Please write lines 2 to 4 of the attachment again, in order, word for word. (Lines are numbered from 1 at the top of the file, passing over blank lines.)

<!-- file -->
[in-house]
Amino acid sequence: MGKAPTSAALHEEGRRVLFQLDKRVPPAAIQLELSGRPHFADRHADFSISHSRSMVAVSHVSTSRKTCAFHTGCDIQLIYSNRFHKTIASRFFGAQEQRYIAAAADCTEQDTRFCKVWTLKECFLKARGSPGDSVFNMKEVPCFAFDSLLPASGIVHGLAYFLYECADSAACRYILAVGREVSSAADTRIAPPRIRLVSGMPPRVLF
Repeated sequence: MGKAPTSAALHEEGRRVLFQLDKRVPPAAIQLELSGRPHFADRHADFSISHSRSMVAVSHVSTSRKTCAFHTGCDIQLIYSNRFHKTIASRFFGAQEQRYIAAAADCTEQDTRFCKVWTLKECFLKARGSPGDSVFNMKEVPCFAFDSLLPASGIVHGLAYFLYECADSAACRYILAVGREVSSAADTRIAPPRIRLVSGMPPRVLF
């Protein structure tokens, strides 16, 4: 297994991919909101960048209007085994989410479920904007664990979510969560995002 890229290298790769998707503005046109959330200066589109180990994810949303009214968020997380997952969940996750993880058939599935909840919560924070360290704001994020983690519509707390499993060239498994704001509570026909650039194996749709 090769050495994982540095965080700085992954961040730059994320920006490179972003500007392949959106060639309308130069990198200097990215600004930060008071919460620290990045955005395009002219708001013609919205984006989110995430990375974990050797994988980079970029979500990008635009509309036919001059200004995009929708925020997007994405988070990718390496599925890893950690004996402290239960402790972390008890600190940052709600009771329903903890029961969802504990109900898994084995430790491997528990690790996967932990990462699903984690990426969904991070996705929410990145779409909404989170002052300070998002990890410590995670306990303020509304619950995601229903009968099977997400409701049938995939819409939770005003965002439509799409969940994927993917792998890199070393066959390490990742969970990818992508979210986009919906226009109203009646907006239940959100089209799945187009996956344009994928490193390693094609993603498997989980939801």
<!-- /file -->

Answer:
Amino acid sequence: MGKAPTSAALHEEGRRVLFQLDKRVPPAAIQLELSGRPHFADRHADFSISHSRSMVAVSHVSTSRKTCAFHTGCDIQLIYSNRFHKTIASRFFGAQEQRYIAAAADCTEQDTRFCKVWTLKECFLKARGSPGDSVFNMKEVPCFAFDSLLPASGIVHGLAYFLYECADSAACRYILAVGREVSSAADTRIAPPRIRLVSGMPPRVLF
Repeated sequence: MGKAPTSAALHEEGRRVLFQLDKRVPPAAIQLELSGRPHFADRHADFSISHSRSMVAVSHVSTSRKTCAFHTGCDIQLIYSNRFHKTIASRFFGAQEQRYIAAAADCTEQDTRFCKVWTLKECFLKARGSPGDSVFNMKEVPCFAFDSLLPASGIVHGLAYFLYECADSAACRYILAVGREVSSAADTRIAPPRIRLVSGMPPRVLF
């Protein structure tokens, strides 16, 4: 297994991919909101960048209007085994989410479920904007664990979510969560995002 890229290298790769998707503005046109959330200066589109180990994810949303009214968020997380997952969940996750993880058939599935909840919560924070360290704001994020983690519509707390499993060239498994704001509570026909650039194996749709 090769050495994982540095965080700085992954961040730059994320920006490179972003500007392949959106060639309308130069990198200097990215600004930060008071919460620290990045955005395009002219708001013609919205984006989110995430990375974990050797994988980079970029979500990008635009509309036919001059200004995009929708925020997007994405988070990718390496599925890893950690004996402290239960402790972390008890600190940052709600009771329903903890029961969802504990109900898994084995430790491997528990690790996967932990990462699903984690990426969904991070996705929410990145779409909404989170002052300070998002990890410590995670306990303020509304619950995601229903009968099977997400409701049938995939819409939770005003965002439509799409969940994927993917792998890199070393066959390490990742969970990818992508979210986009919906226009109203009646907006239940959100089209799945187009996956344009994928490193390693094609993603498997989980939801």